The key to being successful is to understand what to expect and have contingency plans in place when something bad occurs. And believe me, if you sell on Amazon long enough, something bad will EVENTUALLY happen to you.
It’s just a matter of time. And as you grow your Amazon business, make sure that you branch out to your own branded website at some point and build your own loyal customer base.
Have you been hijacked before? If so, share your stories below!
Related Posts In Fighting Dirty Amazon Sellers
- Why Amazon Sucks For Building A Sustainable Ecommerce Business
- The Dangers Of Selling On Amazon And Horror Stories From Real Amazon Sellers
- Brand Positioning And The Best Way To Beat Chinese Sellers On Amazon
- How To Report A Seller On Amazon And Fight Hijackers Who Steal Or Piggyback On Your Listing
- Amazon Scams And Dirty Tactics To Expect When You Sell On Amazon
Steve Chou is a highly recognized influencer in the ecommerce space and has taught thousands of students how to effectively sell physical products online over at ProfitableOnlineStore.com.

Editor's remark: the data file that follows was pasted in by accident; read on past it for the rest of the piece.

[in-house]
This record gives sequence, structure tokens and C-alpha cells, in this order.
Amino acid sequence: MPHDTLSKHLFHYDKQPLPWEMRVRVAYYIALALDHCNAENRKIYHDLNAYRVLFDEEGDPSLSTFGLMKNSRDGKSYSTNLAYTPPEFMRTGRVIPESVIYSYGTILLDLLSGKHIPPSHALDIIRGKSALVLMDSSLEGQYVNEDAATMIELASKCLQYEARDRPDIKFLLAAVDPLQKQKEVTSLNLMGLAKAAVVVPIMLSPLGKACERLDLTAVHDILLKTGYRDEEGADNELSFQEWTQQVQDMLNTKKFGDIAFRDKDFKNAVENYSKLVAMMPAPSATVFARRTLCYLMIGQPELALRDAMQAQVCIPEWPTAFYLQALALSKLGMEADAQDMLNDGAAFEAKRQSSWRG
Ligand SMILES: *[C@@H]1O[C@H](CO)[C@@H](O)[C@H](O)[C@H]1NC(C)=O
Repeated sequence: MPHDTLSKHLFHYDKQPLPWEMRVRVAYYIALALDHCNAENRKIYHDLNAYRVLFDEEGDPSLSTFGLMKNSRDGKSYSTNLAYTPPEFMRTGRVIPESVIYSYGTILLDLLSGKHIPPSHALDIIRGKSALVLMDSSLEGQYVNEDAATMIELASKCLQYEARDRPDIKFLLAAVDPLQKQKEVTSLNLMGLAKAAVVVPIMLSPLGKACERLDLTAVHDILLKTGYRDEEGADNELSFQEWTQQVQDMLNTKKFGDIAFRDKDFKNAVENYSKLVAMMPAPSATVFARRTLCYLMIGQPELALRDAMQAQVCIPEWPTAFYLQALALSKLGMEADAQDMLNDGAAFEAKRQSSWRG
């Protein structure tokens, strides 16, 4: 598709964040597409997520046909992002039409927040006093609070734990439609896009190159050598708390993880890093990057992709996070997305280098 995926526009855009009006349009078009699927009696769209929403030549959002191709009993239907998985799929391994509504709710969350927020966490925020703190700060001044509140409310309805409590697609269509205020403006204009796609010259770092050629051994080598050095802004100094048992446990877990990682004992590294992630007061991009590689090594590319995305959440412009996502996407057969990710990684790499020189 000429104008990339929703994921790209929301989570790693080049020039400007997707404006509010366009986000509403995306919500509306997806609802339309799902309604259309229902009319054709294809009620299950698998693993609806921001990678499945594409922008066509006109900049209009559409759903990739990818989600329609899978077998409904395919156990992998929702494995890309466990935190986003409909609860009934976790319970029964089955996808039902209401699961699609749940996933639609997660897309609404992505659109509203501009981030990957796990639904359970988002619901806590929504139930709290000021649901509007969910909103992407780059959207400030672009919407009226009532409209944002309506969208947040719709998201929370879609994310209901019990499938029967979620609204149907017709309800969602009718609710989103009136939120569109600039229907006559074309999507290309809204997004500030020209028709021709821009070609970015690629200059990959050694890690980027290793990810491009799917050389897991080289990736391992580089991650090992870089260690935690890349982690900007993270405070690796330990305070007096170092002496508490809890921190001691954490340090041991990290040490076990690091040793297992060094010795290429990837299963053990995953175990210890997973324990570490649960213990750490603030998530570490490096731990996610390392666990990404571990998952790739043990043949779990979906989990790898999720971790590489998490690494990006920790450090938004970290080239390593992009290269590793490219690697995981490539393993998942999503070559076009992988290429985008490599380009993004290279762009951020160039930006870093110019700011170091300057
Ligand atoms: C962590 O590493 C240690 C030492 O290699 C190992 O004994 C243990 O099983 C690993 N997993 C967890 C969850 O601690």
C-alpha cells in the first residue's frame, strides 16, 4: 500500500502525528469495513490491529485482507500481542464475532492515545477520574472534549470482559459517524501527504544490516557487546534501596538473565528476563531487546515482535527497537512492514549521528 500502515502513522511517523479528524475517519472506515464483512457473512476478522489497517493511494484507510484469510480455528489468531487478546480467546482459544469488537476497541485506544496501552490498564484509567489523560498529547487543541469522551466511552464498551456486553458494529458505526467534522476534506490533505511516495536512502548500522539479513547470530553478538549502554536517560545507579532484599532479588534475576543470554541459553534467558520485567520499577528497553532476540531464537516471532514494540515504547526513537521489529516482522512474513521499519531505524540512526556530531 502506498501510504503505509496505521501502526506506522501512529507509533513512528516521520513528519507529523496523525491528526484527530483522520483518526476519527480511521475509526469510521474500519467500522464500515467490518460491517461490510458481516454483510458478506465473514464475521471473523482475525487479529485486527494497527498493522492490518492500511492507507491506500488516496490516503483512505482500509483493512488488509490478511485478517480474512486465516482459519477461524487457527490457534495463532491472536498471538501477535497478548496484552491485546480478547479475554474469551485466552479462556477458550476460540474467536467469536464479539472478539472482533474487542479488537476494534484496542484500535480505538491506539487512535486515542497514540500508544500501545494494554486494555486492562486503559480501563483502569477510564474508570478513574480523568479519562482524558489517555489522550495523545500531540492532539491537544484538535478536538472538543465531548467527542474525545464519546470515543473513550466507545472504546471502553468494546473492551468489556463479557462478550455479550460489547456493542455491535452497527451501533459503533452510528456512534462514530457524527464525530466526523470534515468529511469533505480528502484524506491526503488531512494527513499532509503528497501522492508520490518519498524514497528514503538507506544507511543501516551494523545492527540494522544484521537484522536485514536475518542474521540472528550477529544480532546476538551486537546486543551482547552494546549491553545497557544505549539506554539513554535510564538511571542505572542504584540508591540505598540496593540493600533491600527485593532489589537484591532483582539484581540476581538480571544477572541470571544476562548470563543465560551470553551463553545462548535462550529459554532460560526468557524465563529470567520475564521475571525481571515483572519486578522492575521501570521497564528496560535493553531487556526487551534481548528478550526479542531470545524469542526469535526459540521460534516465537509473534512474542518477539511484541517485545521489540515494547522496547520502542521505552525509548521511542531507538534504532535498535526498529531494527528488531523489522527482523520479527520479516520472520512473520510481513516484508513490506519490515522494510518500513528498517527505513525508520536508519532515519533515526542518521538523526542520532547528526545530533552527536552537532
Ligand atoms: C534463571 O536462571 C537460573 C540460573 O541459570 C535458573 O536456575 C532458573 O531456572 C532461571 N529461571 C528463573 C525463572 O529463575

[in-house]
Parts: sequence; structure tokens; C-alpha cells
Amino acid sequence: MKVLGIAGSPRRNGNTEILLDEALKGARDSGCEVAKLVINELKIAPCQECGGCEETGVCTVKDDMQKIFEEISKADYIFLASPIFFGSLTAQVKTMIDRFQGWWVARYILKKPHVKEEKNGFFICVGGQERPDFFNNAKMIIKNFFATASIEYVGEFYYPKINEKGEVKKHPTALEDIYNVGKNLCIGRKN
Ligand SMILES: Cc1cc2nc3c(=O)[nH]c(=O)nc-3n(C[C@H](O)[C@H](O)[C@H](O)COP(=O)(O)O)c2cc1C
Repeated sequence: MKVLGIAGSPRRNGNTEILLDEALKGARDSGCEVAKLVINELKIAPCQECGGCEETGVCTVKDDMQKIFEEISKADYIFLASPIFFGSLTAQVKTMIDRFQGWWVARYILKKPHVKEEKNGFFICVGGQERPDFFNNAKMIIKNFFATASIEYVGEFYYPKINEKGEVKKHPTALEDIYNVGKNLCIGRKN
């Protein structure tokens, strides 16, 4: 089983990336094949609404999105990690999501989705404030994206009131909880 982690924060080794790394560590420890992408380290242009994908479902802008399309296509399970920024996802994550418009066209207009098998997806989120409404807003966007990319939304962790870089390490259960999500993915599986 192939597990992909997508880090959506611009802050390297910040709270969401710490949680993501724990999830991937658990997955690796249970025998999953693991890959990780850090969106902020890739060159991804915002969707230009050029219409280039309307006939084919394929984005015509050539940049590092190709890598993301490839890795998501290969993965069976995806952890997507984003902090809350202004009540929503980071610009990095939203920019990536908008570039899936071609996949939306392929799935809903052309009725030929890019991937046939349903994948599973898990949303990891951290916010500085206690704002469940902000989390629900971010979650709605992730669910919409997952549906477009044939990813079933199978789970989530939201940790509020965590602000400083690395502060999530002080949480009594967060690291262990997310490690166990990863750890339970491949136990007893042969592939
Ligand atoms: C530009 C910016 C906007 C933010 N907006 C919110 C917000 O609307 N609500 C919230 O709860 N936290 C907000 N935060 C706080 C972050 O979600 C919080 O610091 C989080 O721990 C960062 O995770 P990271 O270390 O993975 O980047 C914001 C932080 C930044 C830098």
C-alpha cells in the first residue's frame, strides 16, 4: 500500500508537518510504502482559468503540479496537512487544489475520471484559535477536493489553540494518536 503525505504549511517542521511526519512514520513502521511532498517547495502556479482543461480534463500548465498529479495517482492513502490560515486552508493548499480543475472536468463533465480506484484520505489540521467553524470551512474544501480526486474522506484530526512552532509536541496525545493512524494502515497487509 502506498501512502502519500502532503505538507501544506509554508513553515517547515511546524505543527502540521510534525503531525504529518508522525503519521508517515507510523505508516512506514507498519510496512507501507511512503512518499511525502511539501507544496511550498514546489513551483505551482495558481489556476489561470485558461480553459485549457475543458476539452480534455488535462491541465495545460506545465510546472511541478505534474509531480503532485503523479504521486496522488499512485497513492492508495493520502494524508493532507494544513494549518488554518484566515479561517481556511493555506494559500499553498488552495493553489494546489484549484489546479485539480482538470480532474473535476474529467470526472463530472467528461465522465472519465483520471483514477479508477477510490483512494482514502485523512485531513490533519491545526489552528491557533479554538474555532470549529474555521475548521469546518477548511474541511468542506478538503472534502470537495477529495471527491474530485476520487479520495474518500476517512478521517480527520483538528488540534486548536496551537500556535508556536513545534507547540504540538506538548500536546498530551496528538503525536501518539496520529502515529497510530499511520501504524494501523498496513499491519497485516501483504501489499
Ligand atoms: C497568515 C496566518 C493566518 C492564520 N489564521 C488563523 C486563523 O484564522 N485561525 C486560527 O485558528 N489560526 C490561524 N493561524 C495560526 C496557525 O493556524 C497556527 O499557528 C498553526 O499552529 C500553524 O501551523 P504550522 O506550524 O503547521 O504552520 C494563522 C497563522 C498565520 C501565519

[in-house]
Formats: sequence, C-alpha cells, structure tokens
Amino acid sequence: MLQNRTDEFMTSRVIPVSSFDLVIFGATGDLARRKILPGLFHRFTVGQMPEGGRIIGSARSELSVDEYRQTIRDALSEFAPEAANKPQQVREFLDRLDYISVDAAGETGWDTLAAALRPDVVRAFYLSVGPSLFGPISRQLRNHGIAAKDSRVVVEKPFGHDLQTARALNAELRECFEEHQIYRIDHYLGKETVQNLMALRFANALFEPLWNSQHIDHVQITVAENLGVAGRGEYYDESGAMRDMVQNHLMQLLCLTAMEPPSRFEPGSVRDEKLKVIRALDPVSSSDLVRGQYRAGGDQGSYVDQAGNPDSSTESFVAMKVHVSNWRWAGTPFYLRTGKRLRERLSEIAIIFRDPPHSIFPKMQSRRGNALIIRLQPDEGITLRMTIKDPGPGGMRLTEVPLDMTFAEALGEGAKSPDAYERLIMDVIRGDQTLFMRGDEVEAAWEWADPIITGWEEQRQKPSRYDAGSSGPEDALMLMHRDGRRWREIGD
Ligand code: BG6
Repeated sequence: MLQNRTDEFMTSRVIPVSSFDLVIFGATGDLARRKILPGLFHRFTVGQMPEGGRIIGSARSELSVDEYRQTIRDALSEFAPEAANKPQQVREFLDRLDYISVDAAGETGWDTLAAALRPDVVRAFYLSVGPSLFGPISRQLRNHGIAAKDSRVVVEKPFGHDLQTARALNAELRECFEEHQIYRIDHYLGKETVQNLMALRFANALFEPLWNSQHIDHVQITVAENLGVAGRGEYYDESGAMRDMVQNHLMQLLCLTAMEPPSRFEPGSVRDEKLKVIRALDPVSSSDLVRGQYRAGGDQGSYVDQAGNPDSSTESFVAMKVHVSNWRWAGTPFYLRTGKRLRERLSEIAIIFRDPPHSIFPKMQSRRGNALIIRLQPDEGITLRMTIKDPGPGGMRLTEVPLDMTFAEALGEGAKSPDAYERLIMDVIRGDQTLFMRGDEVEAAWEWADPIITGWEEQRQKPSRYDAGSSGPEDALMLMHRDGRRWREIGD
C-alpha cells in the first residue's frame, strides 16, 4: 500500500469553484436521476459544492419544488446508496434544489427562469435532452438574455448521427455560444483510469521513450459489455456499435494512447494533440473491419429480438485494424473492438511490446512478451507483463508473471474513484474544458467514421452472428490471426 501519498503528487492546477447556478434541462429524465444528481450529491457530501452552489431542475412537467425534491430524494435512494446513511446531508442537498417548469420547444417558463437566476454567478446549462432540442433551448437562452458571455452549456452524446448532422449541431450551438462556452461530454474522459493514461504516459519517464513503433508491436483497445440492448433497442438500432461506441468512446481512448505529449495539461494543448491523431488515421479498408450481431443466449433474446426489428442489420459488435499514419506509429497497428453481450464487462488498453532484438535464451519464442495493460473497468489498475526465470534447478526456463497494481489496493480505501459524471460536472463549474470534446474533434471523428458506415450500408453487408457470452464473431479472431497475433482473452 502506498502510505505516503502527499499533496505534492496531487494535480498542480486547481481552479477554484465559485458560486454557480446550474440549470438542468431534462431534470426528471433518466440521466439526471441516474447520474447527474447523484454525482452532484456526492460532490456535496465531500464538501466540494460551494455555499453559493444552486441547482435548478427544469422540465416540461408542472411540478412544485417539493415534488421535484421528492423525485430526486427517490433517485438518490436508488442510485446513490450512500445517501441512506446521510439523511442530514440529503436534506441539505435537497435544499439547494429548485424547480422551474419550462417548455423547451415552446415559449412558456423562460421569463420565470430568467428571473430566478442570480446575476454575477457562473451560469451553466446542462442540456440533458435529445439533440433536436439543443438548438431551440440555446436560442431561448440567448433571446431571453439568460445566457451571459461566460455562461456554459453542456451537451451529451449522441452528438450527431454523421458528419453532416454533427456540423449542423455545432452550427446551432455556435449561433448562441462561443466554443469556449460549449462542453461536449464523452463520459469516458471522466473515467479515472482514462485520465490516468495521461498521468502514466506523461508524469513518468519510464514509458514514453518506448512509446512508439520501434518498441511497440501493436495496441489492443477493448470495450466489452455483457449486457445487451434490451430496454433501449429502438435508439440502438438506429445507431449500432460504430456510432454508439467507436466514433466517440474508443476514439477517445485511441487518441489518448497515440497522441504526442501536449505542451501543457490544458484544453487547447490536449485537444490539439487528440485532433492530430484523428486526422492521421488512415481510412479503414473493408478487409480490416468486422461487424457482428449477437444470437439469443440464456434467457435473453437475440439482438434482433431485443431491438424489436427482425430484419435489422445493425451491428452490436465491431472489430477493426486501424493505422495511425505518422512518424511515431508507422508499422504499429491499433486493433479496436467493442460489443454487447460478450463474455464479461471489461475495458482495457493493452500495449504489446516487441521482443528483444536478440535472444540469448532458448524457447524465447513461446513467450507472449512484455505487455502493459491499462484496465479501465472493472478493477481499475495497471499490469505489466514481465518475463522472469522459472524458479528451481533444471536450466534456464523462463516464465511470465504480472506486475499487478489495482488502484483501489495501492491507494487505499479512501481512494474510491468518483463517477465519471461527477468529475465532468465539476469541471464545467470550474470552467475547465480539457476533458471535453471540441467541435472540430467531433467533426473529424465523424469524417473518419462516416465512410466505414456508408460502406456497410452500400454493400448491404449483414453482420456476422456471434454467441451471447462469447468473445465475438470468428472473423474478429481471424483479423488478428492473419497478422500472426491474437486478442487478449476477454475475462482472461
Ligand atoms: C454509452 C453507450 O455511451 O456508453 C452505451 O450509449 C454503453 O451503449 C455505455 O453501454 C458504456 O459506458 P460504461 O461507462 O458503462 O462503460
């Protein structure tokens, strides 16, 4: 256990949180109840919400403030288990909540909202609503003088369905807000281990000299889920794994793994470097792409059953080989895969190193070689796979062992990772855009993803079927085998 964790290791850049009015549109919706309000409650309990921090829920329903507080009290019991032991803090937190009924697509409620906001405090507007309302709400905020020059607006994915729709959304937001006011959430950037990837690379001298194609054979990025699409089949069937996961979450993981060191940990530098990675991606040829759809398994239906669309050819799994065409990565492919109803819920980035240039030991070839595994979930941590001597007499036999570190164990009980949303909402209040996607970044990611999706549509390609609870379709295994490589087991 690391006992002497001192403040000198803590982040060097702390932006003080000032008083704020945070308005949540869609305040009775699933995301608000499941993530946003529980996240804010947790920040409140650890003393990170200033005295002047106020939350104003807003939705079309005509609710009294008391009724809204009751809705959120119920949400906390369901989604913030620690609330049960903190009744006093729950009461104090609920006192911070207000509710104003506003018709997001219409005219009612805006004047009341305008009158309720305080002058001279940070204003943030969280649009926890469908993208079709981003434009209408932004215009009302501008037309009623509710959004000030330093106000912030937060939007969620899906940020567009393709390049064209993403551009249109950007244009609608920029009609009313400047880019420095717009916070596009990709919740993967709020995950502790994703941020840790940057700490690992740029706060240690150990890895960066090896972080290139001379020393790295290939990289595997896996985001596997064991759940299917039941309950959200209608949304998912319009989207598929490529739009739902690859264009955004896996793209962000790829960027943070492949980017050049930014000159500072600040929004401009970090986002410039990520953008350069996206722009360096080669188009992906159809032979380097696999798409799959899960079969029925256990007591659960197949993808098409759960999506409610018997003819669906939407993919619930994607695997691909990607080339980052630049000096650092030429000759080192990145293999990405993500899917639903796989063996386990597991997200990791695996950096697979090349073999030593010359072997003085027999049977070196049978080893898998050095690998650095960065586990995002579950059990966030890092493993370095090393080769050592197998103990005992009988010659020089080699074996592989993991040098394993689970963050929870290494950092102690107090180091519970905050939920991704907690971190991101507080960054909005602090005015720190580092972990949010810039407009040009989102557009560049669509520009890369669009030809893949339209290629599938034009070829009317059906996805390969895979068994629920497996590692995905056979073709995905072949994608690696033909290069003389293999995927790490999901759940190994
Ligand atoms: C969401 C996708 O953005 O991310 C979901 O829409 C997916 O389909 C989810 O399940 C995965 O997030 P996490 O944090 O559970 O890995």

His blog, MyWifeQuitHerJob.com, has been featured in Forbes, Inc, The New York Times, Entrepreneur and MSNBC.
He's also a contributing author for BigCommerce, Klaviyo, ManyChat, Printful, Privy, CXL, Ecommerce Fuel, GlockApps, Privy, Social Media Examiner, Web Designer Depot, Sumo and other leading business publications.
In addition, he runs a popular ecommerce podcast, My Wife Quit Her Job, which is a top 25 marketing show on all of Apple Podcasts.
To stay up to date with all of the latest ecommerce trends, Steve runs a 7 figure ecommerce store, BumblebeeLinens.com, with his wife and puts on an annual ecommerce conference called The Sellers Summit.
Steve carries both a bachelors and a masters degree in electrical engineering from Stanford University. Despite majoring in electrical engineering, he spent a good portion of his graduate education studying entrepreneurship and the mechanics of running small businesses.